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Tax Bill Looks to Be an Albatross around the Republicans' Neck in 2018 Electoral-vote.com Wed 6 Dec 17
The tax bill hasn't even been formally passed yet, but it is already clear that it will be a big problem for Republicans
in 2018. Two polls on it were released yesterday. A Gallup poll shows 29% supporting it and 56% disapproving. A Quinnipiac
University poll has 29% approving and 53% disapproving. Generally, Republicans like it and Democrats didn't, but independents
don't like it by a margin of 2 to 1. That spells trouble for the Republicans in 2018. To make it worse, few people understand
what is in it (and that includes the members of Congress who voted for it). When the final bill is announced and people begin
to understand its consequences for them, it is only going to get less popular. Democrats are going to use it like a baseball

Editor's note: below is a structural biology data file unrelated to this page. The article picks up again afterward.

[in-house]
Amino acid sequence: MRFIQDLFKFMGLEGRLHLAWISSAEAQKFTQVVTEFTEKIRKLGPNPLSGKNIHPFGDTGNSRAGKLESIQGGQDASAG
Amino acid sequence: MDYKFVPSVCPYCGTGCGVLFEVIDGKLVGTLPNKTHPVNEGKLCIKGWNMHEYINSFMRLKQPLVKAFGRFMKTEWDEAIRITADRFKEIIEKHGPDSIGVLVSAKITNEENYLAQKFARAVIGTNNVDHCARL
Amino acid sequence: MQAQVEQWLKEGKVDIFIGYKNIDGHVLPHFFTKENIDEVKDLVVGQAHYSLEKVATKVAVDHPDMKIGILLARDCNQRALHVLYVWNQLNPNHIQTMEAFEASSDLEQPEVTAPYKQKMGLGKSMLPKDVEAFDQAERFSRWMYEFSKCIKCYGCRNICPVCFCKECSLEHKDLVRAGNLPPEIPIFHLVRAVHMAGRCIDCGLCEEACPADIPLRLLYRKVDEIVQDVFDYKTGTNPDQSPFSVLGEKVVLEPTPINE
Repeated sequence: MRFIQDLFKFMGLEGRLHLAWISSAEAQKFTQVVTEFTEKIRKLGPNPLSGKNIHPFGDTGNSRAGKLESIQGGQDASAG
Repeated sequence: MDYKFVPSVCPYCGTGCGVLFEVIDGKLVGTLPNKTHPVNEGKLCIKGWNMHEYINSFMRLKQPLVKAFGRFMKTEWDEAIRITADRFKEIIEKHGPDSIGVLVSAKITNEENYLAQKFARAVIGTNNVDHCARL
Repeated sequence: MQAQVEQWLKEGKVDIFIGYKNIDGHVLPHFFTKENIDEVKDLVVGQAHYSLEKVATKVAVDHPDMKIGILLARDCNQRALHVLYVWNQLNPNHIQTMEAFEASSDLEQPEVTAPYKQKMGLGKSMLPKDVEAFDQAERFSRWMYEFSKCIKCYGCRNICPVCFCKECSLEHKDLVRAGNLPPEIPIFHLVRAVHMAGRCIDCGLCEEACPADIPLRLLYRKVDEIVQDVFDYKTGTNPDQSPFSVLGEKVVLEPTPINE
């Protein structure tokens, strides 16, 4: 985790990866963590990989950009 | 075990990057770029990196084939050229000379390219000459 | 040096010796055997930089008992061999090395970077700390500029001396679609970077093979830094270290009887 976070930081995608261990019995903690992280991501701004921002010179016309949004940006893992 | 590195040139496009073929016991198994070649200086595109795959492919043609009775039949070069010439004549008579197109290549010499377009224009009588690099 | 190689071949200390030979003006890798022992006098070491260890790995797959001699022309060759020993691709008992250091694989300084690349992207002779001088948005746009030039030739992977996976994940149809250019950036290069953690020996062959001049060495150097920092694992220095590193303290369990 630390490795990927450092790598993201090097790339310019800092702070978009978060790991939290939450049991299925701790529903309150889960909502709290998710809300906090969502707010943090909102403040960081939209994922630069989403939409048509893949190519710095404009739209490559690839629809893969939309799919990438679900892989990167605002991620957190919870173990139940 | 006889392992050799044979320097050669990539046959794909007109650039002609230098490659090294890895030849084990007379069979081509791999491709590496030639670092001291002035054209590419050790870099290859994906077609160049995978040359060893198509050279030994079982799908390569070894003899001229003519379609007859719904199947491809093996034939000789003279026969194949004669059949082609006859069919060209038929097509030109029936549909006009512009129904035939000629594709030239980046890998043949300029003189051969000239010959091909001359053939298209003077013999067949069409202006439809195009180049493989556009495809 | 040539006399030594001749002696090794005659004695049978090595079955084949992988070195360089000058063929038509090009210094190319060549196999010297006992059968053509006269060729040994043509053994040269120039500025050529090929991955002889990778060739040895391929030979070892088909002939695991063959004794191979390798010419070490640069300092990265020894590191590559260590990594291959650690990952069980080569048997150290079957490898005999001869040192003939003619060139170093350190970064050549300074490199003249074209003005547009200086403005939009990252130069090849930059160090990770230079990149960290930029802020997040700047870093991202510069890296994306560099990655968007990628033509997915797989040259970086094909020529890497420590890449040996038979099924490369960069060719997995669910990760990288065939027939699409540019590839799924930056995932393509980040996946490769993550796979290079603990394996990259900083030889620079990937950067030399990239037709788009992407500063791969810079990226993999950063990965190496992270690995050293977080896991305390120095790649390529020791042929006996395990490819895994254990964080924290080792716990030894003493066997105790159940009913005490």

bat to hit the 35 Republican representatives in California, Illinois, New Jersey, and New York over the head.
FiveThirtyEight has looked up the popularity of past tax bills and noted that this tax-cut bill is less popular than previous
tax increases. The approve/disapprove for the 1993 Bill Clinton tax increase scored 34%/44% and the George H.W. Bush tax hike
of 1990 was 41%/52%. For a tax cut to be less popular than a tax increase is unprecedented. No tax cut in the past 35 years
has been underwater, and certainly not under water by 20 points. The Republicans may make their donors happy if the final
bill passes, but at the same time they will be giving the Democrats a powerful weapon to use in 2018.
If the Democrats campaign in 2018 by attacking the tax bill, saying the Republicans have raised taxes on the middle class
to (partially) pay for big tax cuts for the rich and corporations, the Republicans will scream "class warfare."
Veteran Democratic strategist John Lapp said: "Bring it on." J.B. Poersch, president of a Democratic PAC, put it
this way: "Republicans have failed to defend working families both in terms of health care and in this awful tax bill.
2018 is about holding them accountable for making the promise." A "class warfare" approach to the midterms
is likely to energize the Bernie Sanders/Elizabeth Warren wing of the Democratic Party without offending the centrists, making
it the ideal strategy. (V)
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nation, under Drumpf, divisible with liberty, and justice for those who can pay for it.